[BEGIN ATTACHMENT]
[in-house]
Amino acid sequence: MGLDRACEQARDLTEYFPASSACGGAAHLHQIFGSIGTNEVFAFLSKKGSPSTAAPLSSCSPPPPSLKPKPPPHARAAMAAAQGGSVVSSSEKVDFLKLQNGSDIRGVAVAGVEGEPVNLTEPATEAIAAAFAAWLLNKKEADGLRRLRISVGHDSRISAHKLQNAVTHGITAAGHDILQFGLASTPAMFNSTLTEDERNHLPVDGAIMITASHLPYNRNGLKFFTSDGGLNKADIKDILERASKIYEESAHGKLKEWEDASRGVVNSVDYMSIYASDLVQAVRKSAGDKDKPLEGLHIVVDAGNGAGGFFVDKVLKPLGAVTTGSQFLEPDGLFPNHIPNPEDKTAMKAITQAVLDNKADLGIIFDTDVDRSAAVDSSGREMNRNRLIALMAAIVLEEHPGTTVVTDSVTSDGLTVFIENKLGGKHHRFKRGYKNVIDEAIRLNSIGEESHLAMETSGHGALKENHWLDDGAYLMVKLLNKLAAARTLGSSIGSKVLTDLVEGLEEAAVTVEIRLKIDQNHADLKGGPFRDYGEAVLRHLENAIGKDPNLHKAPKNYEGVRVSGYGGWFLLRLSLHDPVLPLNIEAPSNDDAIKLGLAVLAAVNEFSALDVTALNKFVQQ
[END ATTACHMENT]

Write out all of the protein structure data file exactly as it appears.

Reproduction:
[in-house]
Amino acid sequence: MGLDRACEQARDLTEYFPASSACGGAAHLHQIFGSIGTNEVFAFLSKKGSPSTAAPLSSCSPPPPSLKPKPPPHARAAMAAAQGGSVVSSSEKVDFLKLQNGSDIRGVAVAGVEGEPVNLTEPATEAIAAAFAAWLLNKKEADGLRRLRISVGHDSRISAHKLQNAVTHGITAAGHDILQFGLASTPAMFNSTLTEDERNHLPVDGAIMITASHLPYNRNGLKFFTSDGGLNKADIKDILERASKIYEESAHGKLKEWEDASRGVVNSVDYMSIYASDLVQAVRKSAGDKDKPLEGLHIVVDAGNGAGGFFVDKVLKPLGAVTTGSQFLEPDGLFPNHIPNPEDKTAMKAITQAVLDNKADLGIIFDTDVDRSAAVDSSGREMNRNRLIALMAAIVLEEHPGTTVVTDSVTSDGLTVFIENKLGGKHHRFKRGYKNVIDEAIRLNSIGEESHLAMETSGHGALKENHWLDDGAYLMVKLLNKLAAARTLGSSIGSKVLTDLVEGLEEAAVTVEIRLKIDQNHADLKGGPFRDYGEAVLRHLENAIGKDPNLHKAPKNYEGVRVSGYGGWFLLRLSLHDPVLPLNIEAPSNDDAIKLGLAVLAAVNEFSALDVTALNKFVQQ